The Ultimate Dodge Charger: 1525 HP, Twin-Turbo, Widebody, AWD!
Wisconsin-based SpeedKore Performance Group throws everything at the four-door Charger.
Dodge's Charger (and its Challenger sibling) are nothing if not poster children for the so-called "halo effect." The top-level SRT Hellcat versions of each full-size car deliver well over 700 horsepower, but look pretty similar to the base-level, six-cylinder rental-grade models that cost less than half as much—can you guess why, then, Dodge sells so many of those entry-level models? The debut of SpeedKore Performance Group's widebody, all-wheel-drive, twin-turbocharged Charger at the SEMA aftermarket show in Las Vegas widens the Dodge sedan's halo even further.
You might have noticed a few things about the Charger don't seem quite right—namely that Dodge doesn't offer the Charger with all-wheel drive and any of its more powerful V-8 engine options, and no factory Charger is turbocharged. Of course not, because SpeedKore Performance Group is a tuner. The Wisconsin-based shop instead has built this Charger for a loyal customer, who commissioned the car for his similarly Mopar-fanatical brother. SpeedKore added the four-wheel-drive setup, and swapped in the epic Demon drag car's supercharged 6.2-liter V-8 engine—SpeedKore has also worked over a Demon in the past—before removing the blower and installing two Precision 6466 ball-bearing turbochargers in its place.
From the showroom, the 2018 Dodge Challenger SRT Demon's engine, which differs slightly from the Hellcat V-8s offered more regularly throughout the Charger and Challenger lineups, made 808 horsepower on pump gas and 840 on race fuel. With a new "triple pump" fuel system and 1700-cc fuel injectors, along with a custom intake and heads, the newly twin-turbocharged Demon V-8 is said to have pushed out 1525 horsepower on an early dyno run.
Allegedly, that eye-popping figure was accomplished running a mild 26 psi of turbo boost pressure and using E85 fuel. SpeedKore is still working on tuning the powertrain (there is an adjustable boost controller), so we figure it should at least try to double up the Demon engine's factory horsepower rating. Anything less would just be soft, right? Oh, and the Charger belches its exhaust out of its face. To help the V-8 breathe better, SpeedKore installed a driver-switchable exhaust; the not-street-legal setting routes exhaust gases out of the front bumper (burp!), while the legal setup sends gases out of the Charger's tail via a Magnaflow arrangement (uh, not burp).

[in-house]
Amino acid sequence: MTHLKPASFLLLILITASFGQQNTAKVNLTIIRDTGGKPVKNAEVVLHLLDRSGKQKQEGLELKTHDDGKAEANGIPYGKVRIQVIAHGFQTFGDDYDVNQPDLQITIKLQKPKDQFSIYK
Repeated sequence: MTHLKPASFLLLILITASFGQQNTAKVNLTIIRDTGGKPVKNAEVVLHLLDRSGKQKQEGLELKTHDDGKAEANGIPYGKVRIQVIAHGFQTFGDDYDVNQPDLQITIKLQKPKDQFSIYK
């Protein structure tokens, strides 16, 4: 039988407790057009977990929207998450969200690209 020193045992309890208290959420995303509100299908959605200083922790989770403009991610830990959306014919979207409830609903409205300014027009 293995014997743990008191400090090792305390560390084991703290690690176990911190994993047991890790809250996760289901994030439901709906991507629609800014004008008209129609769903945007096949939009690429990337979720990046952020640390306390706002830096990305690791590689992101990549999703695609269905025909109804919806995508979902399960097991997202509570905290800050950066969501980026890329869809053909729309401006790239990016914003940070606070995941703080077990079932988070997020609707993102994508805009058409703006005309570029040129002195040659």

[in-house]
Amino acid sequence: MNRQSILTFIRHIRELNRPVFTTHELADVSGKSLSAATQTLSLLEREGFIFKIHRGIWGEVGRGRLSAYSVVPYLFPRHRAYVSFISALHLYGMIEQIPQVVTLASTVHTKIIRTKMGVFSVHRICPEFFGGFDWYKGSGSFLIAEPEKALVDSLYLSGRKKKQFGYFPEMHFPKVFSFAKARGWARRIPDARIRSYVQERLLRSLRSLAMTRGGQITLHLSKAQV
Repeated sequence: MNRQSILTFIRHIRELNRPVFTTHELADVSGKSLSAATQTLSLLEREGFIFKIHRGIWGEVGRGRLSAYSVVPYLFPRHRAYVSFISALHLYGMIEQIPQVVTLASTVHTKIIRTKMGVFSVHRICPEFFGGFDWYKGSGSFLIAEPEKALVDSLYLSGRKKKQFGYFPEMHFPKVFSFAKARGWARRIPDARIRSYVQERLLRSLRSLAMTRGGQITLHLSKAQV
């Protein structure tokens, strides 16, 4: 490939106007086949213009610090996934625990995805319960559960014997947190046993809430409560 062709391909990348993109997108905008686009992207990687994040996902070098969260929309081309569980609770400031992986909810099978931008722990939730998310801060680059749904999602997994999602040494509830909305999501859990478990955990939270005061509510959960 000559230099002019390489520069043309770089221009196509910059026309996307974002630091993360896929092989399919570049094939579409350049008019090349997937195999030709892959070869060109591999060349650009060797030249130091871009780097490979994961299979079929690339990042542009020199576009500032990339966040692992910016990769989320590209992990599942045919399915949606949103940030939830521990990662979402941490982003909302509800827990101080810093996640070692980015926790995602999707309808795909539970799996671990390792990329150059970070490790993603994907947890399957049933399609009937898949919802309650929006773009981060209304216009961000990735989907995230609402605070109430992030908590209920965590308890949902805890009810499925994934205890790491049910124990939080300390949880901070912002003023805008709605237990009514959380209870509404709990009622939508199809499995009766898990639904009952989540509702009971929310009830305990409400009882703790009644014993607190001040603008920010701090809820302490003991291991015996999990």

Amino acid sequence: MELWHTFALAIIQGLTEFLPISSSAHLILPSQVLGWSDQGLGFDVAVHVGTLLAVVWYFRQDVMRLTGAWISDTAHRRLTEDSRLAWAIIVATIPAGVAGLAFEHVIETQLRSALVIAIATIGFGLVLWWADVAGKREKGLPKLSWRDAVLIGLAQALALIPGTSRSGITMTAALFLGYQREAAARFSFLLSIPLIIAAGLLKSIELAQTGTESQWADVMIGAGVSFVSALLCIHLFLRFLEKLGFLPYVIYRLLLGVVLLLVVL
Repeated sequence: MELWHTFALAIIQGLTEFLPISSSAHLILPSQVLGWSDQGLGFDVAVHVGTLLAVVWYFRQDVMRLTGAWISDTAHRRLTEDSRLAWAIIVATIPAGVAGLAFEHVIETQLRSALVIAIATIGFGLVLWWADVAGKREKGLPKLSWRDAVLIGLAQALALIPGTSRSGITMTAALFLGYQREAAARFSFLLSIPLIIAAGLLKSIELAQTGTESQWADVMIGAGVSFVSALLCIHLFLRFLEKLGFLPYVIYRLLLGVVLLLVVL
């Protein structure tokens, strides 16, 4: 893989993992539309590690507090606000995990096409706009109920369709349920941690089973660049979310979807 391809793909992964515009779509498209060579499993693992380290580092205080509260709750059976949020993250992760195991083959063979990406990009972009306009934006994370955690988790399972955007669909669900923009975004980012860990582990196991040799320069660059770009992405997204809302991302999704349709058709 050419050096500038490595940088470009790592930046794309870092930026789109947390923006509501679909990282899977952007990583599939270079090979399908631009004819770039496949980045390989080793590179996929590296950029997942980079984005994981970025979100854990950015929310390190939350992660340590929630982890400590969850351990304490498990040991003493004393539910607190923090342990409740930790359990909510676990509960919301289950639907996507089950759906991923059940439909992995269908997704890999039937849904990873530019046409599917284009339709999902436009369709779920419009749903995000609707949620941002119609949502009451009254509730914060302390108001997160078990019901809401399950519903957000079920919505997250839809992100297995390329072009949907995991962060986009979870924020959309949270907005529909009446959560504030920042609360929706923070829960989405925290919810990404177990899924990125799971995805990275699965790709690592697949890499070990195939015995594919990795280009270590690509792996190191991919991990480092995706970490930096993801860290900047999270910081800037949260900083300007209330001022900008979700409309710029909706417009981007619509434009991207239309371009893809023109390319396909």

A custom transfer case and carbon-fiber driveshaft sends power to the front axle, and the transmission is a Hellraiser Performance-built unit with a dedicated cooler. Between the four-digit horsepower figure, all-wheel drive, and the fat Mickey Thompson ET street tires, you can understand why SpeedKore beefed up the Charger's running gear. On a purely looks basis, you can also appreciate the Charger's widebody kit and custom bumpers, which were modeled after the factory pieces offered on the Charger SRT Hellcat Widebody, but fashioned out of carbon fiber. SpeedKore also replaced the hood, rear diffuser, and spoiler with carbon-fiber lookalikes. And speaking of lookalikes, those Charger owners out there slumming it without 1500-plus-horsepower can dream that someday, their rides might be this mean. Hey, where there's a will (and money, and a tuner like SpeedKore), anything is possible. Just be sure to follow the glow of those halos.